Cisco VoIP adapters have critical security flaws

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While setting up a VoIP service in their home, security researchers at Tenable Research discovered a total of 19 vulnerabilities in VoIP adapters from Cisco's SPA100 Series.

If exploited, these vulnerabilities could allow an attacker to eavesdrop on a user's conversations, initiate fraudulent phone calls and even pivot further into their internal network.

Security researchers Andrew Orr and Alex Weber purchased Cisco's SPA112 and SPA122 Analog Telephone Adapters (ATA) which connect a landline phone to a VoIP network. However, the two became curious about the security of these devices which have a large attack surface and began to run tests to see if any vulnerabilities were present in their recently purchased hardware.

Upon further inspection, they found that leveraging the flaws they found in Cisco's devices would allow a cybercriminal to completely compromise the web interface of the adapters as well as the underlying operating system.

Cisco VoIP adapters

According to a blog post published by the security researchers, the flaws they discovered would enable an attacker to steal credentials, create superusers with full privileges and execute arbitrary code. They also explained how they were able to achieve privilege escalation on Cisco's VoIP adapters, saying:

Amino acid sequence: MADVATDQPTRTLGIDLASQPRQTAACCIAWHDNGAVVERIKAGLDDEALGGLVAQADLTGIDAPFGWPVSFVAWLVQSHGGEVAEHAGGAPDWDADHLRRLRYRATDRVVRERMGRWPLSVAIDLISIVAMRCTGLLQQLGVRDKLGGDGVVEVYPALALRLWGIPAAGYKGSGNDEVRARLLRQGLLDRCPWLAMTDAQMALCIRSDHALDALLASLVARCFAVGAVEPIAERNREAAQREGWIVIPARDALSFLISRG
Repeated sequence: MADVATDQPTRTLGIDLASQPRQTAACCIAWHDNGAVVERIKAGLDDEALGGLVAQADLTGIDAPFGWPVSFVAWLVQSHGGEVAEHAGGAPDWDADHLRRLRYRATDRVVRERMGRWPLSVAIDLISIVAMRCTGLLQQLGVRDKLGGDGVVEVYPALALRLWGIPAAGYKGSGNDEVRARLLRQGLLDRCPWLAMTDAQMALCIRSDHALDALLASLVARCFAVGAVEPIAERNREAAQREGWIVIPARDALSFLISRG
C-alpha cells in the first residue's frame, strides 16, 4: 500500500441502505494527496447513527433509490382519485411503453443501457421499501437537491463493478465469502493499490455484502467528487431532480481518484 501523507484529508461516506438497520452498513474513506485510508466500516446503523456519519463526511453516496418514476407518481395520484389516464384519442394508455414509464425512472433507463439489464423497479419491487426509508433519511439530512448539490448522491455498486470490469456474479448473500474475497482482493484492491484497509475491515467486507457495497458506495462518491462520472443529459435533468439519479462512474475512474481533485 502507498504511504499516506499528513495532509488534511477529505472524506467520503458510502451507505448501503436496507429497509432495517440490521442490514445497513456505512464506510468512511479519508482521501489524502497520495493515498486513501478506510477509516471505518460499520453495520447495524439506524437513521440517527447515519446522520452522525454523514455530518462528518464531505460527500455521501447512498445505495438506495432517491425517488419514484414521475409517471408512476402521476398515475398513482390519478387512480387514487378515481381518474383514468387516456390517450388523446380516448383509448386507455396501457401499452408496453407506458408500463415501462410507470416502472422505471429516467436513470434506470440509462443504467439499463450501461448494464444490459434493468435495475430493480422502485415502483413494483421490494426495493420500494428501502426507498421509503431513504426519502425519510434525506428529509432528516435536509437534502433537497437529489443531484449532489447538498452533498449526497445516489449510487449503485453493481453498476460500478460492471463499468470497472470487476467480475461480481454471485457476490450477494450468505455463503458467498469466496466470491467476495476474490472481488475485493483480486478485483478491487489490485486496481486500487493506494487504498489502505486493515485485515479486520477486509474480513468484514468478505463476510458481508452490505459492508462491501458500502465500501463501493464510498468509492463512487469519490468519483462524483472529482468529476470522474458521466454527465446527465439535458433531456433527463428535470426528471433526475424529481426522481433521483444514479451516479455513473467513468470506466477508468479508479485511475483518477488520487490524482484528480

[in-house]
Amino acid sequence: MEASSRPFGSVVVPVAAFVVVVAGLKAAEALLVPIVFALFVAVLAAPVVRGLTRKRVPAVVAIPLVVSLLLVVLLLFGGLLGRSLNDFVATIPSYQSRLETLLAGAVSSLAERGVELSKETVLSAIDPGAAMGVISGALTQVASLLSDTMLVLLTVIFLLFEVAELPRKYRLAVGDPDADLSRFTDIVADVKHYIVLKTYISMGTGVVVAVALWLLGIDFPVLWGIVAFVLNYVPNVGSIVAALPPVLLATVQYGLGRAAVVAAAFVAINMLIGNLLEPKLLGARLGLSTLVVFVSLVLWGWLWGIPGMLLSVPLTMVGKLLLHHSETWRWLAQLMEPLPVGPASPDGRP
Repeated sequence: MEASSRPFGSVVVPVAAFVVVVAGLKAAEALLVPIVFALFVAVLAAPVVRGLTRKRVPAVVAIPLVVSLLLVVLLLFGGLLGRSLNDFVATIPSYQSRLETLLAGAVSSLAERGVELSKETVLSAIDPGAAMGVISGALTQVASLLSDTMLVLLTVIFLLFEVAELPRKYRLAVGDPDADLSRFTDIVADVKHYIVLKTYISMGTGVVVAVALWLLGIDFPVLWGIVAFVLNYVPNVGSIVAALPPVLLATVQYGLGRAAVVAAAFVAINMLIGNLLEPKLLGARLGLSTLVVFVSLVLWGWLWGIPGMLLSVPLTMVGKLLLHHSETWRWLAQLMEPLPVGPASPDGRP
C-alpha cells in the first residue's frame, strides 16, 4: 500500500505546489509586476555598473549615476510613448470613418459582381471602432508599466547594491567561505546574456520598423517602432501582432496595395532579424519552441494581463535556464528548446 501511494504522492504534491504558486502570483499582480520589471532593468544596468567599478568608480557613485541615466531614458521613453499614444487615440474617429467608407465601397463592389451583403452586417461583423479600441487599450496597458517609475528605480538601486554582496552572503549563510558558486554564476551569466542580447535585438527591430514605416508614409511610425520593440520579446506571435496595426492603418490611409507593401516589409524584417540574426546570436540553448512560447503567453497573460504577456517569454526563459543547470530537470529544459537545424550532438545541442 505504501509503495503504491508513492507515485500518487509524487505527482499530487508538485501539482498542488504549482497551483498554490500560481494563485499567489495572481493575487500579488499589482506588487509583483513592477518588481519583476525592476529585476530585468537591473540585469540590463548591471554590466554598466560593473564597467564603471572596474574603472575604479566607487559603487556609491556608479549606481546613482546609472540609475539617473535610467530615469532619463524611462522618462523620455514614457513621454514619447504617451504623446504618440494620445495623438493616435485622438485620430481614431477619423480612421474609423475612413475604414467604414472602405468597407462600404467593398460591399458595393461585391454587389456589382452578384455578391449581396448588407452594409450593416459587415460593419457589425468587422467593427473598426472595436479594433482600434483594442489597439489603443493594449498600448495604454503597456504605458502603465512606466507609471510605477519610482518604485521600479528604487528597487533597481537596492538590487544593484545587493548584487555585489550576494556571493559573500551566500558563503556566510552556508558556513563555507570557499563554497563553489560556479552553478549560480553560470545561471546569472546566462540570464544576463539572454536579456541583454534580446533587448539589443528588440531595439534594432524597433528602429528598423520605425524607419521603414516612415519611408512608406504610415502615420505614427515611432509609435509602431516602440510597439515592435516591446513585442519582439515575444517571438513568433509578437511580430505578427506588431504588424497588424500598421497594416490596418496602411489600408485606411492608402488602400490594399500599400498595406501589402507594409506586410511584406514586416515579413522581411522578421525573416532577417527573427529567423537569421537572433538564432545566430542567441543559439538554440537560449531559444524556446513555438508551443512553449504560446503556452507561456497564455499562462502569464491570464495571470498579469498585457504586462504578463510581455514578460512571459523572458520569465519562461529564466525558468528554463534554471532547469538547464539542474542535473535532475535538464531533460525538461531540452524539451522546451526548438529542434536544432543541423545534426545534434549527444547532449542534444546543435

“We were able to take the lower-privilege “cisco” user, leak the “admin” user’s password hash and then “pass-the-hash” to elevate our privileges. Separately, we were able to use an arbitrary file read to defeat ASLR, and then exploit a stack overflow to achieve code execution as root.”

Tenable Research informed Cisco PSIRT of the 19 vulnerabilities they discovered across seven Cisco security advisories and the networking giant has since addressed these flaws with a new 1.4.1 SR5 firmware release for their SPA 100 series devices.

By using Shodan, the security researchers were able to identify a total of 3,662 potentially vulnerable devices so if you're using a Cisco SPA 100 series VoIP adapter, it is highly recommended that you update to the latest firmware before these flaws are exploited in the wild.

Anthony Spadafora

After working with the TechRadar Pro team for the last several years, Anthony is now the security and networking editor at Tom’s Guide where he covers everything from data breaches and ransomware gangs to the best way to cover your whole home or business with Wi-Fi. When not writing, you can find him tinkering with PCs and game consoles, managing cables and upgrading his smart home.